Despite its ubiquitousness, autofocus has only been around in mainstream consumer photography for around 25 years. Before then, it was the preserve of top-end pro cameras, and before that, we all focused our cameras manually. These days, autofocus is just an underlying technology that works silently with all the other functions on our camera to aid us in creating superb images. However, like all underlying technology, it is not infallible. Even these days it can get fooled or simply not focus on what you want to focus on. Understanding how autofocus works will help you overcome these problems and increase the number of tack-sharp images that you take.
Autofocus is not infallible.
Image via Flickr
Before we go into the various modes of autofocus, let’s have a simple, layman’s look at how it works on most modern cameras. Typically, autofocus is calculated using a sensor near the main camera sensor. It works by looking at the contrast in a scene. For example, if you have a black line on a white background, and it is out of focus in the camera, there will be some grey contrast between the pure white and the pure black. The camera will focus the lens until that contrast is reduced to its minimum. This is the point of sharpest focus.
Most modern DLSRs have two distinct autofocus mode types: area modes and shooting modes. By understanding the differences between the two and the various selections within these modes we can start to master the art of autofocus.
When you look through your viewfinder, you will probably see a series of small translucent boxes arranged in a pattern in the viewfinder screen. Each of these boxes represents a focus point, which is an area where there is an autofocus sensor. Some cameras may only have 3-5 of these points. Others can have up to 50 of them.
Your camera will have a number of modes that define how you use these autofocus points. The default mode is very often what is known as multi-point dynamic mode. In this mode, the camera uses a number of focus points across the screen based on what it believes the scene to be. It then analyses that scene, and attempts to identify the required focus point. For general subjects this is usually very accurate. This mode also has the ability to track moving subjects across the scene. But if you are using focus as part of your composition; for example, when using a shallow depth of field, multi-point autofocus mode can very often get it wrong.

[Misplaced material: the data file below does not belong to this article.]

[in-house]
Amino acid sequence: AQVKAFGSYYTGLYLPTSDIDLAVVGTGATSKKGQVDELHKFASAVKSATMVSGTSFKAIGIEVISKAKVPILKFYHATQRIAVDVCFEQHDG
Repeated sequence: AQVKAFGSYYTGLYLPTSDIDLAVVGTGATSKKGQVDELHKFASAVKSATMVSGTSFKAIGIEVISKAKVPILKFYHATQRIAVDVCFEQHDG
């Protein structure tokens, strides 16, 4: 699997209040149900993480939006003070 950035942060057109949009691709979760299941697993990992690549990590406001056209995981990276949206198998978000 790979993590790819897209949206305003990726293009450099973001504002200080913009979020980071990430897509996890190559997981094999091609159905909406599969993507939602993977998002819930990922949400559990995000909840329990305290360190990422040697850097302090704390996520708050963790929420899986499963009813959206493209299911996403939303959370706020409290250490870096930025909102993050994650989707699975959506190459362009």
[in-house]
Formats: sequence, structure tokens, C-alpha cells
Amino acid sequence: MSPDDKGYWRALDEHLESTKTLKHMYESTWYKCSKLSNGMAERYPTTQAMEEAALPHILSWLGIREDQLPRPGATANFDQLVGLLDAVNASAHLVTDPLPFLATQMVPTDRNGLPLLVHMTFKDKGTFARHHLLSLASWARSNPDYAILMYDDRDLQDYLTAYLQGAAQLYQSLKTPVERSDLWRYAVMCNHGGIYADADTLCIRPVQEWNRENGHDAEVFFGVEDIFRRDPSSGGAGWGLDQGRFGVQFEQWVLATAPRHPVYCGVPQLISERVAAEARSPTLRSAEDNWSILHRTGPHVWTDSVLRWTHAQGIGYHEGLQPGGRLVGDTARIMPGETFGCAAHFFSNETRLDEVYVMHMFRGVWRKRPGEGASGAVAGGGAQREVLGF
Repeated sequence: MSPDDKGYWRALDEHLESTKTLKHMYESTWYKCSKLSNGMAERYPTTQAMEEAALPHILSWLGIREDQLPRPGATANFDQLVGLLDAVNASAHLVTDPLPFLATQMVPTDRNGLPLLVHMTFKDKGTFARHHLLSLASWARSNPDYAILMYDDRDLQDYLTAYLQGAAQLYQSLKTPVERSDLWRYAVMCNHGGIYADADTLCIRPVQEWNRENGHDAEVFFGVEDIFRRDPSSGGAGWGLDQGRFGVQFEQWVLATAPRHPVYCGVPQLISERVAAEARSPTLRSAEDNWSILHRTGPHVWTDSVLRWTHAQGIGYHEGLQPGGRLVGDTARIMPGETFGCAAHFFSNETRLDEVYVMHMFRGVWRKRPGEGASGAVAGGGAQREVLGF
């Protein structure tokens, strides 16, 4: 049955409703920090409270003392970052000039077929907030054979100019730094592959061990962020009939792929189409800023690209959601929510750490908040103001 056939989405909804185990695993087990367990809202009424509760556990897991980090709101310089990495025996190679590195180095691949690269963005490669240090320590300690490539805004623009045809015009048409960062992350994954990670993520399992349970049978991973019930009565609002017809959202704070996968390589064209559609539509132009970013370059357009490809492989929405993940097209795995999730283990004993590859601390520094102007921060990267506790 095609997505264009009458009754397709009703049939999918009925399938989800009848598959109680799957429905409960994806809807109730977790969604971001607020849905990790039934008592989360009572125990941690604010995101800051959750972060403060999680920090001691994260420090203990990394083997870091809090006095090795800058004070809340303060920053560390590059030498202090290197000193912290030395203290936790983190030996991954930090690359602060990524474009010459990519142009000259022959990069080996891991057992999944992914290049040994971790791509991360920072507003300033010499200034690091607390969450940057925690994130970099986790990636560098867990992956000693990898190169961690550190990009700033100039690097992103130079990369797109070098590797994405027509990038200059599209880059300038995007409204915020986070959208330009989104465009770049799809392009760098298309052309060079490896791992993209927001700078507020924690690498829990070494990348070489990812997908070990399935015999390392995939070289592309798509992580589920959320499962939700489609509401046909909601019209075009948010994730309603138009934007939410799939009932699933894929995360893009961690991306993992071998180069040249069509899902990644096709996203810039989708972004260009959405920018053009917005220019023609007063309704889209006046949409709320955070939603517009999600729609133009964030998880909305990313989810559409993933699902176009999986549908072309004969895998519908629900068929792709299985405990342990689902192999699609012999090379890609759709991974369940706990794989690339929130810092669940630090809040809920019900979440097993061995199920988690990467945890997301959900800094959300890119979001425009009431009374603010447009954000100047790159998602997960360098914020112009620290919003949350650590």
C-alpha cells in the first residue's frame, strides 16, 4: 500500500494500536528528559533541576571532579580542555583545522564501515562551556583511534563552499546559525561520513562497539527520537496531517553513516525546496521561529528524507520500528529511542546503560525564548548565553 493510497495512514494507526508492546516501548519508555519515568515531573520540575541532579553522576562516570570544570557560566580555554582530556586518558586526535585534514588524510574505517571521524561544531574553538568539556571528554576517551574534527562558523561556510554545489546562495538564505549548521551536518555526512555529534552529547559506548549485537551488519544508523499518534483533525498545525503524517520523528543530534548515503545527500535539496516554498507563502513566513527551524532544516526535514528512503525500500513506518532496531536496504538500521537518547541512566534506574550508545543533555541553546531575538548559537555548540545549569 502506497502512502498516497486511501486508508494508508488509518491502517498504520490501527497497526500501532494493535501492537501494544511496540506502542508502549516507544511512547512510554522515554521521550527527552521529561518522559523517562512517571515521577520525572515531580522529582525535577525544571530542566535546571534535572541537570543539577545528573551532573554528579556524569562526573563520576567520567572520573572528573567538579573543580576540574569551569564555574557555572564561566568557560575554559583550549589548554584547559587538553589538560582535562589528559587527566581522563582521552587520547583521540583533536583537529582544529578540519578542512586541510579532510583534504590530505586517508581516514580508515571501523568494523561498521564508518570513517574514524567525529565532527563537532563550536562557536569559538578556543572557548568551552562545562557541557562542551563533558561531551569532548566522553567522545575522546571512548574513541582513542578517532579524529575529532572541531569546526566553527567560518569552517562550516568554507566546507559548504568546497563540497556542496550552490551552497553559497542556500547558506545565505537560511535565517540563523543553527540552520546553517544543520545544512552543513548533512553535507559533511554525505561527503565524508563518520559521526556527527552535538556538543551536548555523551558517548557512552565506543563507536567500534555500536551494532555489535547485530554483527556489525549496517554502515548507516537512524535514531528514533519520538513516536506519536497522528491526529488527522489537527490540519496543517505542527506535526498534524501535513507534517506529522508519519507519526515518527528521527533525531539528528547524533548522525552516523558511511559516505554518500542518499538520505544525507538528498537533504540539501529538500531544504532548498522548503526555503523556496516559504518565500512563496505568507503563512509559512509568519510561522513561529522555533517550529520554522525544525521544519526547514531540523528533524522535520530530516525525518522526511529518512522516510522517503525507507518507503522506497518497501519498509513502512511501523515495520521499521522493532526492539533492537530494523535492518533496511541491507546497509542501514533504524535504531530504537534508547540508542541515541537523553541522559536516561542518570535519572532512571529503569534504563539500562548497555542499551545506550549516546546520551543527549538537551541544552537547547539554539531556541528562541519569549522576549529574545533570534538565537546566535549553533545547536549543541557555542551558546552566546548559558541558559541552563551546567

A typical multi area focus mode
Image via Flickr
To counter this, the best mode to use is single-point autofocus. In this mode, you select one of the points within your viewfinder, and only this point will focus. For example, if you are shooting portraits in portrait format, you might select a focus point in the upper part of the viewfinder, allowing you to move that point quickly to the subject’s eyes. Because it allows you to define a single focus point, it is perhaps the best mode for an experienced photographer, as you can quickly change focus point positions to suit your scenes.
One other focus mode is area mode. This is in some ways similar to multi-point dynamic, except that it utilizes information from all the focus points within the camera and makes a judgment on where it thinks focus should be. This is fine for snapshooting, but may be restrictive for more creative shooting.
These determine how your camera’s autofocus reacts when you are pressing the shutter. The default mode is usually single-shot servo mode. Here, when you press the shutter, the camera will obtain focus and fire a single image only once focus is achieved. This is the ideal mode for general photography such as landscapes and portraiture, as all shots will be in focus.
Next we have continuous servo mode. This is the mode to use for moving subjects, because when you half-press the shutter, it will focus on the subject. When the subject is moving, it will continue to track its position, ensuring a high chance of good focus when the shutter is finally pressed. When combined with your camera’s high-speed shooting modes, you can shoot sequences of images; for example, a bird in flight, with a high rate of successful focus.
This kind of shot is ideally suited to continuous servo mode
Image via Flickr
Much-underused manual focus.
As we said at the top, autofocus works by detecting contrast. This means that autofocus can sometimes have issues in low-contrast scenes such as a misty day, or in low light. For these times it’s worth learning the art of manual focus, a technique that can really improve your photography. Most modern cameras will use their autofocus systems to aid manual focus, showing focus points and even telling you which way to turn the lens ring to obtain focus.
Understanding the autofocus on your camera and its many modes of operation will open the door to more creative photography. By adapting your autofocus to the scene in front of you, you will find yourself getting a much higher percentage of in-focus shots.